Through the 50s and 60s, off-hour service was reduced on the West End Line. At some point in the mid-late 50s, the West End express Manhattan Bridge through service was discontinued during late night hours, replaced first by service via tunnel to Chambers St, and later by a shuttle to 36 St/4 Ave. The West End Local (also sometimes called the West End Short Line, and later the TT) was originally a rush-hour only operation; midday service started when the Culver Line through service ended (around 1958 or 1959), at which time the midday West End Express (T) train through service was discontinued.
In the mid 60s, Sunday through service was eliminated, replaced by a Coney Island to 36 St/4 Ave shuttle. TT trains terminated at Bay Parkway in rush hour (Bay Parkway to Chambers St. via tunnel), and the T expresses ran over the Manhattan Bridge to 57th St or Astoria. During midday weekdays, the T express didn't operate and the TT ran all the way to Coney Island.
On November 26th, 1967, as part of the opening of the Chrystie Street connection, West End service was rerouted up 6th Avenue. Rush hour trains terminated at 168th St; normal hour trains terminated at 57th St and 6th Ave when it was opened July 1st, 1968.
The West End is serviced by the D ("B" until Spring 2004) route and there is only local service between Coney Island and 9th Avenue. Until 1996, there was M train service to 9th Avenue during midday hours (after being rerouted off the Brighton Line in 1988 because of the "temporary" Manhattan Bridge work); currently M train service on the West End line is operated only during rush hours as far as Bay Parkway. (M service terminates at Chambers Street weekday middays.) Even with the supplemental service on the West End at rush hours, New York City Transit never decided to have an express service to Bay Parkway.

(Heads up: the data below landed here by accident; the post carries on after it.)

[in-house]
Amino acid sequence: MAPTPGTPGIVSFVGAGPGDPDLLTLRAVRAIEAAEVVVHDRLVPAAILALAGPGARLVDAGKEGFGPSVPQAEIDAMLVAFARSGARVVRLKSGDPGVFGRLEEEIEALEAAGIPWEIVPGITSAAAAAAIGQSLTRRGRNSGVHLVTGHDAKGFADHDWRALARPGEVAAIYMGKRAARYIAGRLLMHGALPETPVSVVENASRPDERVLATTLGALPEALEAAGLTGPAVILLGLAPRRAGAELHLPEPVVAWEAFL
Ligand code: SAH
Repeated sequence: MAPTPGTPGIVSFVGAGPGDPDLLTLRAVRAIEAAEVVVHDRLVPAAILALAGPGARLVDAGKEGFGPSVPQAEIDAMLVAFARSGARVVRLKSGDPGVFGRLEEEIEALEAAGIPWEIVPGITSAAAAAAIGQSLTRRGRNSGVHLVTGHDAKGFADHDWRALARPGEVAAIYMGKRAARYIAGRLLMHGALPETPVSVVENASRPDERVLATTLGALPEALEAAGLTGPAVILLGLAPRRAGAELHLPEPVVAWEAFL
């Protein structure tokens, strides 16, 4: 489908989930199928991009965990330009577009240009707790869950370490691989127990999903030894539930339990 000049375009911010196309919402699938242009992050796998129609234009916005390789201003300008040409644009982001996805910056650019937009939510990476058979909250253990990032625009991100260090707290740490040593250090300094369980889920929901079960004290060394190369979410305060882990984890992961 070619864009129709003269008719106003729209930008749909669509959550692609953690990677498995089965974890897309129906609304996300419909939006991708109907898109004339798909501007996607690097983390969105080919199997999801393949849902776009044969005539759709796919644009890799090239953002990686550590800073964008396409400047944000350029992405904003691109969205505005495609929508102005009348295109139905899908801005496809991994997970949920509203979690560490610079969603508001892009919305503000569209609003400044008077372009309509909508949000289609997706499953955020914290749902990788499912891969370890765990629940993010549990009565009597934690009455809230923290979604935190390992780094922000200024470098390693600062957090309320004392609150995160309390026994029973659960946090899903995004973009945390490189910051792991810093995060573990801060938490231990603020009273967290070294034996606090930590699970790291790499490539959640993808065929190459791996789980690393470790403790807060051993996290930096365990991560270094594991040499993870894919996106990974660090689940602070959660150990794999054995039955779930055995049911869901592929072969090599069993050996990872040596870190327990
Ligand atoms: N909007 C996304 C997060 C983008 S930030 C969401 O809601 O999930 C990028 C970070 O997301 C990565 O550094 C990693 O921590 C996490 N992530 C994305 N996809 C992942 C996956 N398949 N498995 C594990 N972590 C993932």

Probably no other line in the New York City Transit System is as well known as the West End line (save for the #6 in The Taking of Pelham 1-2-3). The West End was used in a major chase scene of the movie The French Connection in 1971 as a car chases the train overhead from Bay 50th nearly all the way to the 60th Street side of the 62nd St. Station.
- 1862: Opened as the Brooklyn, Bath & Coney Island Railroad
- 1885: Reorganized into the Brooklyn, Bath and West End Railroad
- 1892: Merged into the Atlantic Avenue Railroad
- 1893: Electrified using trolley wire.
- 1898: Merged into the Nassau Electric Railroad.
- 1899: Absorbed into the BRT
- 1917: Became part of the New York Consolidated Railroad under the BRT.
- 1923 15 June: Control transferred to BMT (New York Rapid Transit Corp)
- 1940 1 June: Unified into the New York City Transit System.
- 1940: Abandonment of 5th Avenue El
- 1967 26 November: Chrystie Street connection opens.
The structure at 9th Avenue is open cut, having rambled through a short rock and brick-lined 2 track tunnel upon exiting from the 4th Avenue subway.
Upon exiting the tunnel, the remains of the 5th Ave El ramps (made of concrete) can clearly be seen, followed by a set of similar looking concrete ramps coming from the 36th/38th Street Yard which is on the left side of the train. A complicated maze of switches then appears, three tracks which lead to the ex-Culver line stop on the lower level (closed since May 11th, 1975) and three tracks which lead to the upper level for the West End Line, in an open cut. Both levels of 9th Ave have 2 island platforms and one express track down the middle.